American Heritage® Dictionary of the English Language, Fourth Edition
- n. An emphatic declaration.
- n. A strong or formal expression of dissent.
Century Dictionary and Cyclopedia
- n. A solemn or formal declaration of a fact, opinion, or resolution: an asseveration: as, protestations of friendship or of amendment.
- n. A solemn or formal declaration of dissent; a protest.
- n. In law, a declaration in pleading, by which the party interposed an oblique allegation or denial of some fact, by protesting that it did or did not exist, and at the same time avoiding a direct affirmation or denial, the object being to admit it for the purpose of the present action only, and reserve the right to deny it in a future action — “an exclusion of a conclusion.” In Scots law. a proceeding taken by a defender, where the pursuer neglects to proceed, to compel him either to proceed or to suffer the action to fall. Synonyms Affirmation, averment. See protest, v. i.
- n. a formal solemn objection or other declaration
- n. law, historical A declaration in common-law pleading, by which the party interposes an oblique allegation or denial of some fact, protesting that it does or does not exist, and at the same time avoiding a direct affirmation or denial.
GNU Webster's 1913
- n. The act of making a protest; a public avowal; a solemn declaration, especially of dissent.
- n. (Law) Formerly, a declaration in common-law pleading, by which the party interposes an oblique allegation or denial of some fact, protesting that it does or does not exist, and at the same time avoiding a direct affirmation or denial.
- n. a formal and solemn declaration of objection
- n. a strong declaration of protest
- Latin protestatio. (Wiktionary)
“In its own way, this form of protestation is important for us.”
“In light of the ridiculous controversy this has engendered, and in protestation against the Massachusetts Catholic school that recently banned the Harry Potter books, I decided it was time to make a statement.”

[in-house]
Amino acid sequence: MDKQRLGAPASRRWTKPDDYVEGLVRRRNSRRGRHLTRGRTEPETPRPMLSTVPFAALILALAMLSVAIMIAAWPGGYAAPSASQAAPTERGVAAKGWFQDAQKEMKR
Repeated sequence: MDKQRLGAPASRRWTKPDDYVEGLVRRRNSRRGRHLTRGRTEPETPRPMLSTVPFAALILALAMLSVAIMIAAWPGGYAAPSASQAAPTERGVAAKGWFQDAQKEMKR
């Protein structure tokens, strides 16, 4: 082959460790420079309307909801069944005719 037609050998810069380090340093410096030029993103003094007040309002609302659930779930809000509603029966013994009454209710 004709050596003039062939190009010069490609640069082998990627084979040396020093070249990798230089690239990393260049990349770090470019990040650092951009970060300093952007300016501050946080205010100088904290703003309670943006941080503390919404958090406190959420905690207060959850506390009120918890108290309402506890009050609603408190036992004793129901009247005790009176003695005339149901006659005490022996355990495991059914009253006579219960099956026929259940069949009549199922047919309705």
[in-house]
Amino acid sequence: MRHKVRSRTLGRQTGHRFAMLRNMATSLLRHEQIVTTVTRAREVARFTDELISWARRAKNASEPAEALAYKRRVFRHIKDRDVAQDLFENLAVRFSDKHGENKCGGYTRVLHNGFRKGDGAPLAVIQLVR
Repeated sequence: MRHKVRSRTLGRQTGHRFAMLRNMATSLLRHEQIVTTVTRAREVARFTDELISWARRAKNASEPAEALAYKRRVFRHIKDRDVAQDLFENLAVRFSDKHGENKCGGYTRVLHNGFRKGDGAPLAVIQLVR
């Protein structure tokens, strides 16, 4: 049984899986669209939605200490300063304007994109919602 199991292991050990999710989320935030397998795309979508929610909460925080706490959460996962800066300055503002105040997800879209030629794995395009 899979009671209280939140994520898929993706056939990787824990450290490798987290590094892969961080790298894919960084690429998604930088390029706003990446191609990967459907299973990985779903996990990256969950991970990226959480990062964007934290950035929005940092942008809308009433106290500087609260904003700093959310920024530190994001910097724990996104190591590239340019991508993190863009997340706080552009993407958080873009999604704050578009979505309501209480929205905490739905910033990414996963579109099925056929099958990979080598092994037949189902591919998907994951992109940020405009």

“What his protestation is -- that the estate he had he both got and used honestly, so that his land could not cry out against him nor the furrows thereof complain (v. 38), as they do against those who get the possession of them by fraud and extortion, Hab. ii.”
“Reply Obj. 1: Just as religion consists in a kind of protestation of faith, without, sometimes, faith being in one's heart, so too the vices opposed to religion include a certain protestation of unbelief without, sometimes, unbelief being in the mind.”
“One is that which John conferred by baptizing, which is called "a baptism of penance," etc., by reason of its inducing men to do penance, and of its being a kind of protestation by which men avowed their purpose of doing penance.”
“In token of this He wished even to be circumcised; for the circumcision is a kind of protestation of a man's purpose of keeping the Law, according to Gal.”
“And the sacraments of the old Law were a kind of protestation of that faith, inasmuch as they signified”
“Pitt who was then Prime Minister promised to introduce a bill of Catholic relief; but when it was drafted, it was found to contain an oath which all Catholics were to be called upon to take, based on the "protestation", but in stronger language, and containing doctrine to which no good Catholic could set his name; while the Catholics throughout were called by the absurd title of "Protesting Catholic Dissenters".”
“She spoke clearly and solemnly without the trace of the giggling protestation which is so often incident to feminine diffidence.”
“After the first period of "protestation," marked by the constant election of "protesting" deputies to the”
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